14 December 2006

Small steps forward

This year has been marked by so many new experiences. New beginnings and the start of many great adventures. While they have each stressed us out in their own way, they have also been gifts - offering us insights into God's order and inviting us to grow; embracing reality.

The biggest of these, without a doubt is the arrival of Ethan. I say arrival because, though his grand expulsion is still 7 weeks away, he is too much of a lively kicker to be thought of as merely a fetus or an unborn child. I strongly disagree when someone exclaims 'O you're going to be a father!' Excuse me, I retort (silently), I AM a father. My son's just not seen the light of day yet. In every other way, he's my child, who as far as I can tell, is a mighty kicker, recognizes my voice, is soothed by Mozart. He loves the belly rub and sulks when ignored for too long. Ethan is my son, in whom I am well pleased.

The second of these is buying a house. Yes, we took the plunge and sank in our life savings and more into an old place in Taman Midah. I fell in love with the complexity of this many-staired split level unit while Joan hated it at first. But with some imagination, we can visualise our new home. Where Ethan will play, where we'll chill, what joyful moments and memories will be birthed there. From looking at ceramic bowls to timber pergolas, it is a powerful experience to ready a home and prepare a room for my child (and future children maybe?) who have not yet transitioned from womb to world.

The third is dealing with death. With the deaths of many dear ones this year, and my own studies on Eschatology in the PTC courses - I realise my worldview and tenets of living must change. I am learning the most about how to live from thinking about how I will die. And the greatest lession is realising we are not as a materialist-humanist might think, slowing down to extinction but really, gathering momentum to a great transformation. All of creation groans and moans along with mankind towards the coming of the New Heaven & Earth. The resurrected Jesus will on that Day raise us all in new flesh to a glorious new existence and all of creation with us who have loved and known Him. O, what could be more exciting than to view death as the portal to new life. Paul's metaphor of labor pains is pregnant (no pun intended) with meaning. New life is already here now contained within, hidden from view. But that day will come when that new life will be delivered - expulsed gloriously as it were into a new order of existence.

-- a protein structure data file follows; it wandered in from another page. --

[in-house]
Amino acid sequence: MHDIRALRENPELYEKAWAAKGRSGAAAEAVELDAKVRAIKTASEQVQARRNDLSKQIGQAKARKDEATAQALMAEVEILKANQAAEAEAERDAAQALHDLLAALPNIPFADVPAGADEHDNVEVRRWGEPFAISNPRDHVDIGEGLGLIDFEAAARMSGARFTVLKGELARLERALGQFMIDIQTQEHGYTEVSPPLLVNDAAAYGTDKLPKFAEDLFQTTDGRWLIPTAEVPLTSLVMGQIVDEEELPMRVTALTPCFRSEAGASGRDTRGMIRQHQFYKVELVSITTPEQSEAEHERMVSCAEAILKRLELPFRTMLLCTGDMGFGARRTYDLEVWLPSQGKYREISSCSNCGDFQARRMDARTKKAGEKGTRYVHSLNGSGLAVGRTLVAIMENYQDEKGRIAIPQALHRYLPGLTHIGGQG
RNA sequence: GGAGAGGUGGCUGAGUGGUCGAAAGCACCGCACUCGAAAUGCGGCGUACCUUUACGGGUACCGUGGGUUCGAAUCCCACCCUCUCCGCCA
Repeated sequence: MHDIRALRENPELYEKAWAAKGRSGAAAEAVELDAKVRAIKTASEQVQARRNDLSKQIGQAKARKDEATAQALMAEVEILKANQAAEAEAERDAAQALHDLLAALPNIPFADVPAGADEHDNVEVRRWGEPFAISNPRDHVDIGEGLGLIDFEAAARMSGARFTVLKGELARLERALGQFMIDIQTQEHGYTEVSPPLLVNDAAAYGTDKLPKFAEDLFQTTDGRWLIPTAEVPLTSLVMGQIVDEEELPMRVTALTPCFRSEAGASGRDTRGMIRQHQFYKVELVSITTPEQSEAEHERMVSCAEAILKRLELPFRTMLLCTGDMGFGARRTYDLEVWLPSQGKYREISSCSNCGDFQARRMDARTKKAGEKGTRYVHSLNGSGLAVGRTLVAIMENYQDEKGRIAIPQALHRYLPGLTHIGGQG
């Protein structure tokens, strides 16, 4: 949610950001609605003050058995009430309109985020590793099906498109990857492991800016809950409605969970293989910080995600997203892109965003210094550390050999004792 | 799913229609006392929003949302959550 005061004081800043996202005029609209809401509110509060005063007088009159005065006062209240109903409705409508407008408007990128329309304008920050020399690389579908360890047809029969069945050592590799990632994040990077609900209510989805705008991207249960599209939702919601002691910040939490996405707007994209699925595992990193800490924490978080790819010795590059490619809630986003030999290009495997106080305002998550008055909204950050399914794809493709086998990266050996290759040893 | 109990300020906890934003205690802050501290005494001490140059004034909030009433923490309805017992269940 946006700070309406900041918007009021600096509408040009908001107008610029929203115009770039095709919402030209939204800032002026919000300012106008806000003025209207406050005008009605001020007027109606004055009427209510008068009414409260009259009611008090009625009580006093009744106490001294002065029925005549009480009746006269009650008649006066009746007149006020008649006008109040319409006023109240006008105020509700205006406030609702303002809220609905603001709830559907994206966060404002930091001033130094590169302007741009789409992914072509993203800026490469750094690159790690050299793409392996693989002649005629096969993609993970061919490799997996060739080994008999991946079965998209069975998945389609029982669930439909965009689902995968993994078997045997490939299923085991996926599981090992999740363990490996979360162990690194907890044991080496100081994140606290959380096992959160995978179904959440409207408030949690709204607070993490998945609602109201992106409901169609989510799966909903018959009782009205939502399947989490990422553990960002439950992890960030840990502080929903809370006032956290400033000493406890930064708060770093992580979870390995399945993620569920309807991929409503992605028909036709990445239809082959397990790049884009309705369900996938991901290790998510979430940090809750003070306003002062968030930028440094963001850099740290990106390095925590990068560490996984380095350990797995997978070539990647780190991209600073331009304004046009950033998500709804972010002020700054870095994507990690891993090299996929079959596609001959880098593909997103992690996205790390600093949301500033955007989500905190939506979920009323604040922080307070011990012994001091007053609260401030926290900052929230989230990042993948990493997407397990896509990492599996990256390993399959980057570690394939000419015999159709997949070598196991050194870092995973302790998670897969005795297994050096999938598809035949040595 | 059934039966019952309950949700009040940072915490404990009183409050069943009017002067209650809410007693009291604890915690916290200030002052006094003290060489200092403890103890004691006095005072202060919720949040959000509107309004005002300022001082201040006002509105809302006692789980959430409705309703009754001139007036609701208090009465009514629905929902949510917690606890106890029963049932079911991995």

We are learning not to fear it - for ourselves, for others, or for those we leave behind. We learn to embrace our destiny with excitement. Being doctors, we are daily reminded of our mortality. Of how abruptly endings descend on our fragile earthly existence. Even the simple process of conception and childbirth is so wrought with dangers - fatal and maligning - that every step forward requires courage and faith. Yet it is this faith that is the goal of our journey; growing a deep-seated belief within amid so much despair and darkness. 'By faith and for faith', 'faith, from first to last' - Paul's battle cry in Romans - is our anchor in these storms we are coming up against.

We smile at the storm. Not unfazed or indifferent - just knowing we will weather it well, with Christ in the vessel. The months ahead are challenging at the least - delivery, house works, moving house, changing jobs for Joan, possibly an overseas stint for me. But we hold on to each other - the Father, the Son, the Spirit; enfolding mommy, daddy and Ethan. Come what may - by faith, for faith we journey on!

01 December 2006

School of Hard Knocks

I've made my fair share of mistakes as a doctor. Administrating medications by a wrong route. Missing a diagnosis. Choosing the wrong treatment. Complications from surgery. Some of them have been potentially fatal, and how many have contributed to expediting a patient's departure from this world - who knows? Medicine is not a perfect science.

I recall many such instances when my judgement was not always the best nor my observation the keenest. But a surgeon said to me once, 'Complications are taught to you because they happen. You learn them so you can avoid them best you can, but know how to deal with them when they do happen. A surgeon who says he has not had complications is either lying or hasn't done enough!' Well said. I wouldn't use that as a selling point to my patients, but nonetheless, a person who admits mistakes clears his path to progress.

The seniors I respect the most are the ones who will teach from their experiences. Especially those who will recall the disasters they encountered or caused and warn against repeating their mistakes. Seniors are seniors, in part at least, because they have made more mistakes. Mistakes qualify them to guide those following in their steps. Similarly when we make mistakes, we beat ourselves and take time putting humpty-dumpty back together again, but we are in the process of becoming experts ourselves.

Nobody should make mistakes intentionally or keep making the same mistake over and again. Yet, looking back, the things I have learnt best and remember the longest, were learnt through humiliating errors. All the more effective if a supervisor skinned and whipped me for it. Sound a little masochistic? Well, yeah. Nonetheless, it's true. So I also tell my students - be brave, speak up, and make your mistakes now. You will learn better for having been corrected than by saying the safe and right thing all the time.